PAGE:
Please let me out of the parking garage.
November 16, 2007 8:26 AM   Subscribe

Do the green light triggers for motorcycles actually work?

I've been riding my motorcycle to work lately. And while it's a fairly big bike ('93 BMW K75) it doesn't seem to trip the induction loops at the parking garage. I was thinking of getting one of those magnetic doohickeys, like so (basically a big magnet that sticks to the bottom of your bike), but I'd rather not drop $20 if they don't actually work.

So, two questions:

1. Do they work?
2. If not, why not? I'm familiar with the concept of induction, but Physics 262 was a long time ago.
posted by electroboy to Travel & Transportation (11 answers total) 1 user marked this as a favorite
I've seen DIY examples that seem to work (buy a powerful magnet, put in weatherproof capsule, duct-tape to bottom of bike). If those things have big enough magnets, the price doesn't seem excessive.
posted by Tomorrowful at 8:48 AM on November 16, 2007

Here is a primer on activating different types of sensors on bicycles; I used to have a friend who was a traffic engineer that I discussed this same issue with on occasion. He said that in GA, at least, the signals controlled by quadrupole type sensors were supposed to be sensitive enough to detect even a small motorcycle but that the were sometimes adjusted improperly. A couple of times I let him know that a certain intersection did not detect my bike and he was able to get a crew out there to calibrate it properly. I don't know if a private parking garage has to adhere to any kind of standard, but it might be worth a polite call to the management to see if they can adjust the sensitivity. In some states motorcyclists are allowed to run a red light if they do not trigger the signal and it is safe to do so.
posted by TedW at 9:06 AM on November 16, 2007 [2 favorites]

You can search Ebay for a large Rare Earth Magnet. This auction looks promising. In this case you are getting 10 magnets that are roughly the same dimension of the product you linked to for roughly the same price. Buy some double sided tape and you are good to go.

That product should work given that the magnet is strong enough.

I believe that there is actually 2 types of sensor systems that control things like parking garage doors. One, as you mentioned is the induction loop and the other one that I have seen was a pressure switch. I know it was a pressure switch because jumping up and down in a certain area would raise the gate :)
posted by remthewanderer at 9:07 AM on November 16, 2007

Yes, kind of (assuming the magnet is large enough, and that your bike is already close enough to the trip point). You can also enter the loop really, really fast which should cause a greater induced current, i.e., trip the sensor. But both of those have problems, you're probably better off asking them nicely to install a manual button that you can just push to be let in/out.
posted by anaelith at 9:20 AM on November 16, 2007

Have you talked to someone at the garage about the possibility of adjusting the sensors? I was having trouble tripping a light with my bike at a local intersection and sent an email to the traffic engineering office. Within two weeks they'd adjusted the sensitivity and I haven't had further problems.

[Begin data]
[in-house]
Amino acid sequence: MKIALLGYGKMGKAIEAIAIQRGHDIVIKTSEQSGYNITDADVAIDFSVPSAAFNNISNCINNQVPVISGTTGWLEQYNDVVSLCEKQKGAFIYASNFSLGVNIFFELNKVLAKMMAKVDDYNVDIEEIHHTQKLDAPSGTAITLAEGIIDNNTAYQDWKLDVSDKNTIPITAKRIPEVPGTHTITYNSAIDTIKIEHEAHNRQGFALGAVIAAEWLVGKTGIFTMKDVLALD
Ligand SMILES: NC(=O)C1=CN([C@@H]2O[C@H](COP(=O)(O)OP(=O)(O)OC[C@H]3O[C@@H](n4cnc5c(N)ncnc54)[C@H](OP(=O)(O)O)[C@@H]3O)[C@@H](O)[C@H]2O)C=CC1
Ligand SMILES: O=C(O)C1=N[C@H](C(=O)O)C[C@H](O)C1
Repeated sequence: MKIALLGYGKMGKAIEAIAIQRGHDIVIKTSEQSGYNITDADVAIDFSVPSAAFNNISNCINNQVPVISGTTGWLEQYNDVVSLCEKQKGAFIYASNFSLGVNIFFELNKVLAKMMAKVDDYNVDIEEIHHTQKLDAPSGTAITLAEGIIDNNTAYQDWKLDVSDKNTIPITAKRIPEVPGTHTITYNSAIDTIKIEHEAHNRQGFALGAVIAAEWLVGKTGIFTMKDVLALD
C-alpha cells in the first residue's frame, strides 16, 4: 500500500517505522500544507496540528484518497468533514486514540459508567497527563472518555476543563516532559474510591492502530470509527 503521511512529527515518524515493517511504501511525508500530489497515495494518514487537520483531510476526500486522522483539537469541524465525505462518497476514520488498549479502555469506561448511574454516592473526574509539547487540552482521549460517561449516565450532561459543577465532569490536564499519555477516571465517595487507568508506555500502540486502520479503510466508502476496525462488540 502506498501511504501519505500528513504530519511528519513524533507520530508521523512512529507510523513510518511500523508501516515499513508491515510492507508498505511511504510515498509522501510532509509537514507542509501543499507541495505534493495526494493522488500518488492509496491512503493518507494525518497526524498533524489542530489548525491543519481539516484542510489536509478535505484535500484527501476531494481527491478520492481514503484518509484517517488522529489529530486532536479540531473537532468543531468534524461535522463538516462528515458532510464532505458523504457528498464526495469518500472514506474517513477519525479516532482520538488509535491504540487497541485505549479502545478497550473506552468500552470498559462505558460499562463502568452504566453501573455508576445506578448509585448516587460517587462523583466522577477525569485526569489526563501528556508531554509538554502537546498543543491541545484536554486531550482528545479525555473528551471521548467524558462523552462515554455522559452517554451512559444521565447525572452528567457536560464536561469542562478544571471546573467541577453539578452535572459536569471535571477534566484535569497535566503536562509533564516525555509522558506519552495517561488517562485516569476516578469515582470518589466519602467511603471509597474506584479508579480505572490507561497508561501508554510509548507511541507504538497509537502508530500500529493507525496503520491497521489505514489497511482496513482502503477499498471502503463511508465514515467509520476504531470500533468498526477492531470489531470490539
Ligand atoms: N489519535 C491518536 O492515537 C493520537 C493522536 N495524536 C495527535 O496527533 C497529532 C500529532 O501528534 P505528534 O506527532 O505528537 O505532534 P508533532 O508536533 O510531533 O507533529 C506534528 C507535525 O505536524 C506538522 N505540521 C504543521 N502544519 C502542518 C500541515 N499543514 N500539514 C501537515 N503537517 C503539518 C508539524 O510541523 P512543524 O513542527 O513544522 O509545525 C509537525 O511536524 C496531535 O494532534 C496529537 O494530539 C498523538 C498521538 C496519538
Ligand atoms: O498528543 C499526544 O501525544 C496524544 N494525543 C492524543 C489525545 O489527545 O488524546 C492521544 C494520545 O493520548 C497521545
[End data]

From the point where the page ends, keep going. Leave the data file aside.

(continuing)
On preview, what TedW said.
posted by cocoagirl at 9:27 AM on November 16, 2007

The best way to trip the sensor is not to place the bike in the middle of the loop. Set it on one of the corners of the loop assuming it was sawed into the concrete and is visible. Put the motor block directly above the corner.
posted by JJ86 at 9:59 AM on November 16, 2007

I don't have any insights but I wanted to thank everyone for theirs. I have this problem at several local stop lights and will put a few of these suggestions into practice.

But I don't think I'll be taping a magnet to the underside of my bike as that just seems like a recipe for ejecting it at high speed and causing damage to my bike or whoever is behind me.
posted by fenriq at 10:19 AM on November 16, 2007

I know it doesn't work with a gate, but as for red lights, even my Harley sometimes doesn't trip the sensor.. Once I've sat through a cycle of the light, I wait until it's clear and go.... I've never been stopped for this.

As for taping a big magnet under the bike, naw..I don't like that idea much... I wouldn't want to be behind me when that sucker comes off at 70 mph and starts bouncing down the road....
posted by HuronBob at 11:52 AM on November 16, 2007

Presumably, the underside of most motorcycles has some type of metallic surface, no? Wouldn't a magnet stick - thus reducing the possibility it would fly off? Perhaps a sufficiently strong magnet wouldn't even need any tape?
posted by GPF at 12:04 PM on November 16, 2007

I bought one for my 96 honda shadow, and I didn't see any marked improvement. I had better luck making sure to stop on the cement cutouts near the edge of the cutout.

Best case scenario, it works
Worst case scenario, you wasted 20 bucks.

Mine came with wire ties, so even if something knocked it, it wouldn't fall off the frame.
posted by garlic at 12:15 PM on November 16, 2007

It's not the magnet, it's the metal. The above humantransport link says:

"Note that it is the shape, size, and net conductivity of the material that matters most to this type of sensor system, not whether or not the object contains iron."

They work, usually, for my steel bicycle although I often have to position the bicycle tangentially to the circle, or hunt around if it's been paved and I don't know where the wires are.

From my experience I can't imagine a motorcycle not having enough metal, but I guess it does happen from what I've been reading.

If you haven't already, read the above link--you might just need to position yourself differently.
posted by RikiTikiTavi at 11:07 PM on November 16, 2007

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